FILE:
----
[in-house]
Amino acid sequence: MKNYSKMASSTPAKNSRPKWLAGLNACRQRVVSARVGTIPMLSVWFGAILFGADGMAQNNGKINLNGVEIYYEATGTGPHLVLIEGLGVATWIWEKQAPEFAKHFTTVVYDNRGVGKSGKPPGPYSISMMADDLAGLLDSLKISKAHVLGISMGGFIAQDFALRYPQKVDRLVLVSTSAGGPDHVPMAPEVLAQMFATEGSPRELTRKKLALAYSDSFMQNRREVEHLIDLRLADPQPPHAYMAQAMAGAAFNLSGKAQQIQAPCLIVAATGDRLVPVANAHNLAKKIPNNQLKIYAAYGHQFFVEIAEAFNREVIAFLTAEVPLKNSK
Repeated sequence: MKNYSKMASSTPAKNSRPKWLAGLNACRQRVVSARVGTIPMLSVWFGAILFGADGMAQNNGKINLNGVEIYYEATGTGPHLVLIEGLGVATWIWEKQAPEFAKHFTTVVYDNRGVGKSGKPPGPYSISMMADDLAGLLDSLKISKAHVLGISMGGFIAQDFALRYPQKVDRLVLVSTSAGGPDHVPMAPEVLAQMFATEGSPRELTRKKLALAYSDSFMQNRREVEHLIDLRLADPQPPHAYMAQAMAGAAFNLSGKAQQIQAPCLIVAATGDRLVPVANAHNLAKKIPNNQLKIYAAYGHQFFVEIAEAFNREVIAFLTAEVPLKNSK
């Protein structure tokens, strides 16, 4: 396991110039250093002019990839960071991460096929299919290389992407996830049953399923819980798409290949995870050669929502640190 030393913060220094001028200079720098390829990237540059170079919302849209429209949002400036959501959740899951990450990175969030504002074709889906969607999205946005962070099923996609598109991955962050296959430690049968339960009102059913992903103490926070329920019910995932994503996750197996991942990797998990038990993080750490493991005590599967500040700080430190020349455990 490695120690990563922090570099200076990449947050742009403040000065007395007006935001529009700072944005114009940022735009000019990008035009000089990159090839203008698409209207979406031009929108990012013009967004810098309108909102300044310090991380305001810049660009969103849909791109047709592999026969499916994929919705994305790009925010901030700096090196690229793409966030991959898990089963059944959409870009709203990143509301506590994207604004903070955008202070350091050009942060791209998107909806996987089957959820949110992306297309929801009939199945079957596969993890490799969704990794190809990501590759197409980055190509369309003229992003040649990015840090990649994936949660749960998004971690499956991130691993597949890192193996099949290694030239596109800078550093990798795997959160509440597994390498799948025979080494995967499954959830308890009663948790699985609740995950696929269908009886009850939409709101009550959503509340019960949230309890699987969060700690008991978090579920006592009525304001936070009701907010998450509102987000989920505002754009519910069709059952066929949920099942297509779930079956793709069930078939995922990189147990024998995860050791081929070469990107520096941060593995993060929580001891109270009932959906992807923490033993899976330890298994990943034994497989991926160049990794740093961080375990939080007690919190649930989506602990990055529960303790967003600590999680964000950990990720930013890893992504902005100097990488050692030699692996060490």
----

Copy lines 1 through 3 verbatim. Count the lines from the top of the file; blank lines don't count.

[in-house]
Amino acid sequence: MKNYSKMASSTPAKNSRPKWLAGLNACRQRVVSARVGTIPMLSVWFGAILFGADGMAQNNGKINLNGVEIYYEATGTGPHLVLIEGLGVATWIWEKQAPEFAKHFTTVVYDNRGVGKSGKPPGPYSISMMADDLAGLLDSLKISKAHVLGISMGGFIAQDFALRYPQKVDRLVLVSTSAGGPDHVPMAPEVLAQMFATEGSPRELTRKKLALAYSDSFMQNRREVEHLIDLRLADPQPPHAYMAQAMAGAAFNLSGKAQQIQAPCLIVAATGDRLVPVANAHNLAKKIPNNQLKIYAAYGHQFFVEIAEAFNREVIAFLTAEVPLKNSK
Repeated sequence: MKNYSKMASSTPAKNSRPKWLAGLNACRQRVVSARVGTIPMLSVWFGAILFGADGMAQNNGKINLNGVEIYYEATGTGPHLVLIEGLGVATWIWEKQAPEFAKHFTTVVYDNRGVGKSGKPPGPYSISMMADDLAGLLDSLKISKAHVLGISMGGFIAQDFALRYPQKVDRLVLVSTSAGGPDHVPMAPEVLAQMFATEGSPRELTRKKLALAYSDSFMQNRREVEHLIDLRLADPQPPHAYMAQAMAGAAFNLSGKAQQIQAPCLIVAATGDRLVPVANAHNLAKKIPNNQLKIYAAYGHQFFVEIAEAFNREVIAFLTAEVPLKNSK